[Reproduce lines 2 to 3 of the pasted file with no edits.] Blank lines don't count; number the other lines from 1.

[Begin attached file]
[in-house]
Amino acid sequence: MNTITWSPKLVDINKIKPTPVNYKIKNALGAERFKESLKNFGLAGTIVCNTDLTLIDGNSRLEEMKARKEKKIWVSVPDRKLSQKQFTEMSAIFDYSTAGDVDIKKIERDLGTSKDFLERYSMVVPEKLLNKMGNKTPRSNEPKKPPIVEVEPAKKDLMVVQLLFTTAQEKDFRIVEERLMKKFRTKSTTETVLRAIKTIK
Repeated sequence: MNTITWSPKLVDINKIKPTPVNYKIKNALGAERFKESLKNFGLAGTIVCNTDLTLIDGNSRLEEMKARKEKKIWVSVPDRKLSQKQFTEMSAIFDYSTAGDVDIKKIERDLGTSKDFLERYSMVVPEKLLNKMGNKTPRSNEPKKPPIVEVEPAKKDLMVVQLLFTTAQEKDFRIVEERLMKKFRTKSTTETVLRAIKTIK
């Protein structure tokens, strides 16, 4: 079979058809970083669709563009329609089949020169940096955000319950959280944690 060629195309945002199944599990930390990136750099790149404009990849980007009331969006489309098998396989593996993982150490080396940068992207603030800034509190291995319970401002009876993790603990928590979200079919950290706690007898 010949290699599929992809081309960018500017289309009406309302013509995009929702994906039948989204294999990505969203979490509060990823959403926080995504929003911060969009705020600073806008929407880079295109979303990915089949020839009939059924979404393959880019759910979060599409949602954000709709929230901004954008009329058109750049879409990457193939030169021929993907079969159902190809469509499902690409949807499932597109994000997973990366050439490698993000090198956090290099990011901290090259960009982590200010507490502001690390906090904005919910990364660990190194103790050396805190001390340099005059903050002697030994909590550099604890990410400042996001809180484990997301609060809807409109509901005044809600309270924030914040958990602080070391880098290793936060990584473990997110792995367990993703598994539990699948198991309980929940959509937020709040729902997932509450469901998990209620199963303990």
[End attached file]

Amino acid sequence: MNTITWSPKLVDINKIKPTPVNYKIKNALGAERFKESLKNFGLAGTIVCNTDLTLIDGNSRLEEMKARKEKKIWVSVPDRKLSQKQFTEMSAIFDYSTAGDVDIKKIERDLGTSKDFLERYSMVVPEKLLNKMGNKTPRSNEPKKPPIVEVEPAKKDLMVVQLLFTTAQEKDFRIVEERLMKKFRTKSTTETVLRAIKTIK
Repeated sequence: MNTITWSPKLVDINKIKPTPVNYKIKNALGAERFKESLKNFGLAGTIVCNTDLTLIDGNSRLEEMKARKEKKIWVSVPDRKLSQKQFTEMSAIFDYSTAGDVDIKKIERDLGTSKDFLERYSMVVPEKLLNKMGNKTPRSNEPKKPPIVEVEPAKKDLMVVQLLFTTAQEKDFRIVEERLMKKFRTKSTTETVLRAIKTIK